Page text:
I also like anything that is fun. I guess that's why I like mountain biking, trail running, open water swimming, ultimate frisbee, ping pong, tennis, and training/playing with friends. Whatever it is you do and however you decide to do it, if you enjoy the activity you are doing, you will be more likely to keep doing it consistently, you will be more likely to get better at it, and that, in turn, will encourage you to keep doing it some more. So, to contradict myself totally and infuriatingly, if I found some friends who all loved going to the gym and lifting weights, who showed me how to have a blast with it, then I would probably start doing that regularly, too.

 

The most important thing I hope you take away from all this: Have fun with it!

 

[For some pretty extreme, but totally fascinating concepts in strength training, there are some interesting "prisoner workouts" out there that take an interesting approach to no-cost/no-equipment/limited-space exercise, such as:  http://www.artofmanliness.com/2015/08/05/the-prisoner-workout/]

 

Well, on to answering the question at the top there, here are some of the most obvious benefits to strength training...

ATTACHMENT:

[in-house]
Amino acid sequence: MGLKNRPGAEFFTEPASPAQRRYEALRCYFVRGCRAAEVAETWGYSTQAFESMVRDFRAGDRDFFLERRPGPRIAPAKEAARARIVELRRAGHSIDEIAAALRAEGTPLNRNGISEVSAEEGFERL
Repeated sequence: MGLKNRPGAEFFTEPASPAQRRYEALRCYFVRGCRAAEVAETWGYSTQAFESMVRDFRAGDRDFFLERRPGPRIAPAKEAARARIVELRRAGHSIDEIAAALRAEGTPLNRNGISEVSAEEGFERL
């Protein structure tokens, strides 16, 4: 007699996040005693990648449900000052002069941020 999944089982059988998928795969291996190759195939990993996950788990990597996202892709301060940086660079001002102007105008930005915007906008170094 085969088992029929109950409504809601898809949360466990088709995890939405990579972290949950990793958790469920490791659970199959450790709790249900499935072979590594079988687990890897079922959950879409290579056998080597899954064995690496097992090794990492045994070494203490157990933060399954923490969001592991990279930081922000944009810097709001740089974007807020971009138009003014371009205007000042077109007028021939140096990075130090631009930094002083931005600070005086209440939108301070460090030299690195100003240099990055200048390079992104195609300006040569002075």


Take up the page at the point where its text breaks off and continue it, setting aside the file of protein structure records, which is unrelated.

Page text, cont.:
Increased Strength, Muscular Endurance and Power

Seems like a totally obvious thing to say that strength training can increase your strength, muscular endurance and power, but I also want to explain the differences between these terms we often use, sometimes interchangeably, sometimes erroneously. There are some pretty detailed definitions and explanations on the Livestrong web site that are very useful, but here are my own explanations of the differences amongst these three terms above, and how they might apply to your triathlon training:

 

  • Strength is the capacity for a muscle or group of muscles to exert force for one repetition of an action at or near maximal effort. So, obviously, strength training is any kind of training that makes you more able to exert more force through one specific action.